We’re going to look at three different fringe implementations and compare the runtimes for each.
 A linked list
 A sorted linked list
 A min heap
See the table below for the runtime for each phase and fringe implementation
BigO Run Time  Linked List  Sorted LL  Min Heap 

Add to Fringe  \(O(n)\)  \(O(n^2)\)  \(O(n\cdot logn)\) 
Pick Minimum  \(O(n^2)\)  \(O(n)\)  \(O(n\cdot logn)\) 
Checking Neighbor  \(O(n+e)\)  \(O(n+e)\)  \(O(n+e)\) 
Updating Neighbor  \(O(e)\)  \(O(ne)\)  \(O(e\cdot logn)\) 
So let’s go over the runtimes for each step.
Adding to the fringe
For each implementation we must add \(n\) vertices to the fringe. This leaves us with the insertion time of \(n\) multiplied by the time it takes to insert into a list.
 Linked List
 \(O(1) \cdot n\).
 Runtime is \(O(n)\)
 Sorted Linked List
 To insert a single on a sorted linked list of size 0 takes maximum of \(1\) time. the next item takes a max of 1. The next a max of 2… and so on.
 Series Sum: \(\Sigma_{i=1}^n i = 1 + 2 + 3 + ... + n\)
 We find that this sums to \(\frac{n\cdot(n + 1)}{2}\)
 This gives a runtime of \(O(n^2)\)
 Min Heap
 Takes a maximum of \(log(1)\) time to insert the first item, \(log(2)\) for second, and so on…
 This will give a series sum of \(\Sigma_{i=1}^n log(i) = log(1) + log(2) + log(3) + ... + log(n) = log(n!)\)
 \[log(n!) \approx log(n^n) = n\cdot log(n)\]
 Thus our runtime is \(On\cdot log(n)\)
Picking The minimum from the fringe
 Linked List
 Here our search is on \(n\) items. We must perform this search a maximum of \(n\) times.
 Runtime is \(O (n^2)\)
 Sorted Linked List
 This one is pretty simple. It takes \(O(1)\) time to find the minimum on the sorted linked list (because it is sorted)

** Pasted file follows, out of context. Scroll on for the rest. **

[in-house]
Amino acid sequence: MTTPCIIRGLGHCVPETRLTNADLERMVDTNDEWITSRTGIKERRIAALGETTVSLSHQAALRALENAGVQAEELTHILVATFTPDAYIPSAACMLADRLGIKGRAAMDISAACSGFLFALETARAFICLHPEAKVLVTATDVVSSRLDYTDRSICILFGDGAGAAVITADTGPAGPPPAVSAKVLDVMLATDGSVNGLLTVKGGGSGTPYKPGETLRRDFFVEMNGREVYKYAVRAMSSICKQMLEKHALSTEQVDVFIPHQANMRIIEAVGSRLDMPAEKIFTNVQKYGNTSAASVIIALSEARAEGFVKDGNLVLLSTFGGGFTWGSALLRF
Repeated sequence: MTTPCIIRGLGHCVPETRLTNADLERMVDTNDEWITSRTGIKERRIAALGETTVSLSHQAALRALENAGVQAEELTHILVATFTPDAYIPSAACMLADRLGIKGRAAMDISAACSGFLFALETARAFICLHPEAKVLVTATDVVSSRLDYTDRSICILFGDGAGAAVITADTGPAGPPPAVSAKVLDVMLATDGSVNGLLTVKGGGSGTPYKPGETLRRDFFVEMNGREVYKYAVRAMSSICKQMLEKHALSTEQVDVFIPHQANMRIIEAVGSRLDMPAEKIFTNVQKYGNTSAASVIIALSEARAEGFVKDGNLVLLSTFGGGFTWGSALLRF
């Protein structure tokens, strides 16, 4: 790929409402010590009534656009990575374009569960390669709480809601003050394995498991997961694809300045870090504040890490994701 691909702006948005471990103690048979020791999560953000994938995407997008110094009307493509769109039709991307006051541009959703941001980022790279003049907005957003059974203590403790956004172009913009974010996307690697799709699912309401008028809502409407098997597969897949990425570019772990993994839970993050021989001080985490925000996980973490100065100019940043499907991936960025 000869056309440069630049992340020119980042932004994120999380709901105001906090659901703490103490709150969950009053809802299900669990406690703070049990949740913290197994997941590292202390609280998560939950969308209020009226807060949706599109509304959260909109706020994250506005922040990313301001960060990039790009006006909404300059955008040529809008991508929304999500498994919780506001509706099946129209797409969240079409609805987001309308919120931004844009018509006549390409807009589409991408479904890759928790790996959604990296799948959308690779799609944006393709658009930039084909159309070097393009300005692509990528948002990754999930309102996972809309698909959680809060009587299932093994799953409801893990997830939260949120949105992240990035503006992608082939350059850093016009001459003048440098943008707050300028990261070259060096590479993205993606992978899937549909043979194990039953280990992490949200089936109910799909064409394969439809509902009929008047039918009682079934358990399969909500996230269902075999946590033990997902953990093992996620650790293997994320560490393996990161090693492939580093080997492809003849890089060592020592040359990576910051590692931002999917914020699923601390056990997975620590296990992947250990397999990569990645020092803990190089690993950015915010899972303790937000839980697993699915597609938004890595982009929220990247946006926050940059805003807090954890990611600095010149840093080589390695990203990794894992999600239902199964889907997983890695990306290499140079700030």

We perform the search \(n\) times on the sorted linked list.
 This gives a runtime of \(O(n)\).
 Min Heap
 Takes a maximum of \(log(n)\) time to delete an item. But we can continuously delete from this heap for \(n\) times.
 This will give a series sum of \(\Sigma_{i=n}^0 log(i) = log(n) + log(n1) + log(n2) + ... + log(1) = log(n!)\)
 \[log(n!) \approx log(n^n) = n\cdot log(n)\]
 Thus our runtime is \(O(n\cdot log(n))\)
Checking if we need to update
Surpisingly enough, this part of the algorithm runs indepedent of the fringe implementation because it doesn’t actually interact with the fringe.
We do a check at \(n\) vertices and then we can only check for a total of \(e\) times.
From this our runtime is simply just \(O(n+e)\).
Updating the Fringe
 Linked List
 Here we update a maximum of \(e\) times at a speed \(O(1)\) and the item keeps its spot in the list.
 Runtime is \(O(e)\)
 Sorted Linked List
 Here we must perform the update a maximum number of \(e\) times. But then after updating it takes \(n\) time to put into the correct list spot.
 Runtime is \(O(ne)\).
 Min Heap
 Takes a maximum of \(log(n)\) time to delete an item. But we need to update this heap for \(e\) times.
 Thus our runtime is \(O(e\cdot log(n))\)
From this we can find our individual runtimes for each fringe implementation!
Algorithm  Run Time 

Linked List  \(O(n^2)\) 
Sorted Linked List  \(O(n^2)\) 
Min Heap  \(O((n+e)log(n))\) 
Sorting
Mergesort
Quicksort
Heapsort
Building a Heap in Linear (\(O(n)\)) Run Time
When building a heap within an already existing array. You actually don’t need to “heapify” the entire array. You can start with the \(\frac{n}{2}  1\) element of the array. (\(n\) is the size of the array.)
Then to build the heap it is simply:
build_heap(A)
x = A.length/2  1;
while (x > 0) {
v = A[x];
siftDown(x, v);
x;
}
This will “heapify” the array. We can then sort.
We simply just have to “remove” from the heap and accordingly sift down each time.
sort(A) {
int x = A.length  1;
while (x > 0) {
temp = A[x];
A[x] = A[0];
A[0] = temp;
siftDown(0, temp, x);
x;
}
}
The run time given that at any level the amount of time it would take to sift down is:
\[S = 2^0\cdot 2h + 2^1 \cdot 2(h1) + 2^2 \cdot 2(h2) +... + 2^{h2}\cdot 2\cdot 2 + 2^{h1} \cdot 2\]So how do we solve this?
Well, If we multiply S by 2…then simply line up all of the terms (the first and last term of S won’t line up)
We find that the total \(S = 2^0\cdot2h + 2\cdot 2^1 + ... + 2\cdot2^{h1} + 2^h\cdot 2\)
This will sum to give us a value of \(2^{h+2}  4\)
We then find that \(S = 2^{h+2}  4  2h = 4\cdot 2^h  2h = 2^{h+2}  4\)
We understand that the value of \(h\) is on the order of \(log(n)\) so that gives us:
\[S \approx 4n  2log(n)  4\]
This means that heapify is linear!!
Running time analysis